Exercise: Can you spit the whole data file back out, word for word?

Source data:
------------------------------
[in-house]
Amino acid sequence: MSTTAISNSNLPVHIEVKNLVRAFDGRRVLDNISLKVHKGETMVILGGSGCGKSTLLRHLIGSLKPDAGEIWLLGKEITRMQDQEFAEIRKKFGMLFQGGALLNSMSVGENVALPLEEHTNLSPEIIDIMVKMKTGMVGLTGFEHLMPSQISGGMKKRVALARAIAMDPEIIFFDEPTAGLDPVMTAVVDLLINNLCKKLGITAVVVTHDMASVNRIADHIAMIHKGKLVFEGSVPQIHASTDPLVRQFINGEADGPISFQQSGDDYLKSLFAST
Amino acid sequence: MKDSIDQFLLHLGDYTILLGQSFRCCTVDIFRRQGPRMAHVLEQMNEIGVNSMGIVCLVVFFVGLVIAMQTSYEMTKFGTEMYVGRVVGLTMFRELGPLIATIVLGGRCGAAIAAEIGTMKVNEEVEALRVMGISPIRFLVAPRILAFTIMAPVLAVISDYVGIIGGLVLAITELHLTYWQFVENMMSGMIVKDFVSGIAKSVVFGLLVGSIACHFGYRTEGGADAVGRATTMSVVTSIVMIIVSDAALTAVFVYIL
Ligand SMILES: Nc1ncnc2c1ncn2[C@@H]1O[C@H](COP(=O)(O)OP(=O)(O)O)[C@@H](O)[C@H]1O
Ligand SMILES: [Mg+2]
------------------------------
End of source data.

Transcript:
[in-house]
Amino acid sequence: MSTTAISNSNLPVHIEVKNLVRAFDGRRVLDNISLKVHKGETMVILGGSGCGKSTLLRHLIGSLKPDAGEIWLLGKEITRMQDQEFAEIRKKFGMLFQGGALLNSMSVGENVALPLEEHTNLSPEIIDIMVKMKTGMVGLTGFEHLMPSQISGGMKKRVALARAIAMDPEIIFFDEPTAGLDPVMTAVVDLLINNLCKKLGITAVVVTHDMASVNRIADHIAMIHKGKLVFEGSVPQIHASTDPLVRQFINGEADGPISFQQSGDDYLKSLFAST
Amino acid sequence: MKDSIDQFLLHLGDYTILLGQSFRCCTVDIFRRQGPRMAHVLEQMNEIGVNSMGIVCLVVFFVGLVIAMQTSYEMTKFGTEMYVGRVVGLTMFRELGPLIATIVLGGRCGAAIAAEIGTMKVNEEVEALRVMGISPIRFLVAPRILAFTIMAPVLAVISDYVGIIGGLVLAITELHLTYWQFVENMMSGMIVKDFVSGIAKSVVFGLLVGSIACHFGYRTEGGADAVGRATTMSVVTSIVMIIVSDAALTAVFVYIL
Ligand SMILES: Nc1ncnc2c1ncn2[C@@H]1O[C@H](COP(=O)(O)OP(=O)(O)O)[C@@H](O)[C@H]1O
Ligand SMILES: [Mg+2]